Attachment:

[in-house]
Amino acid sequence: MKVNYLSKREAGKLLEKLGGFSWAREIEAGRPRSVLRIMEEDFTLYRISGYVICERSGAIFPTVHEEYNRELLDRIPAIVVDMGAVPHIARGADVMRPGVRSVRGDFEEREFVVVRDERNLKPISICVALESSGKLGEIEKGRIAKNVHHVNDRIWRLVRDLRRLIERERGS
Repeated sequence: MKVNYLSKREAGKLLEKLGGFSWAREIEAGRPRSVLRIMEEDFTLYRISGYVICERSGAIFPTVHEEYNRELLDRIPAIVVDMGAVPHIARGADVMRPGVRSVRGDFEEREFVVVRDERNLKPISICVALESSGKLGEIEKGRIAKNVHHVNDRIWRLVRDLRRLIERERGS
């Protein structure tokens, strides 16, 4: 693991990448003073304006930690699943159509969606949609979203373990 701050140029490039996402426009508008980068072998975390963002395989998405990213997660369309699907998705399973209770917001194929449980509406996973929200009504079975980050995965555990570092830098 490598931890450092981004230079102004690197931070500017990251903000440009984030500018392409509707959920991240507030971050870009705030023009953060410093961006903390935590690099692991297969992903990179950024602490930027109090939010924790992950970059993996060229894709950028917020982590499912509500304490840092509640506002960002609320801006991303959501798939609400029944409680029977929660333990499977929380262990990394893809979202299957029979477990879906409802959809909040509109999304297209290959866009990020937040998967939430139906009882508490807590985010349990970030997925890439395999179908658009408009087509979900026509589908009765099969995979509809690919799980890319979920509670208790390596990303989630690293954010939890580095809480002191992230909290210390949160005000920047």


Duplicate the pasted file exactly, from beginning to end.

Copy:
[in-house]
Amino acid sequence: MKVNYLSKREAGKLLEKLGGFSWAREIEAGRPRSVLRIMEEDFTLYRISGYVICERSGAIFPTVHEEYNRELLDRIPAIVVDMGAVPHIARGADVMRPGVRSVRGDFEEREFVVVRDERNLKPISICVALESSGKLGEIEKGRIAKNVHHVNDRIWRLVRDLRRLIERERGS
Repeated sequence: MKVNYLSKREAGKLLEKLGGFSWAREIEAGRPRSVLRIMEEDFTLYRISGYVICERSGAIFPTVHEEYNRELLDRIPAIVVDMGAVPHIARGADVMRPGVRSVRGDFEEREFVVVRDERNLKPISICVALESSGKLGEIEKGRIAKNVHHVNDRIWRLVRDLRRLIERERGS
């Protein structure tokens, strides 16, 4: 693991990448003073304006930690699943159509969606949609979203373990 701050140029490039996402426009508008980068072998975390963002395989998405990213997660369309699907998705399973209770917001194929449980509406996973929200009504079975980050995965555990570092830098 490598931890450092981004230079102004690197931070500017990251903000440009984030500018392409509707959920991240507030971050870009705030023009953060410093961006903390935590690099692991297969992903990179950024602490930027109090939010924790992950970059993996060229894709950028917020982590499912509500304490840092509640506002960002609320801006991303959501798939609400029944409680029977929660333990499977929380262990990394893809979202299957029979477990879906409802959809909040509109999304297209290959866009990020937040998967939430139906009882508490807590985010349990970030997925890439395999179908658009408009087509979900026509589908009765099969995979509809690919799980890319979920509670208790390596990303989630690293954010939890580095809480002191992230909290210390949160005000920047």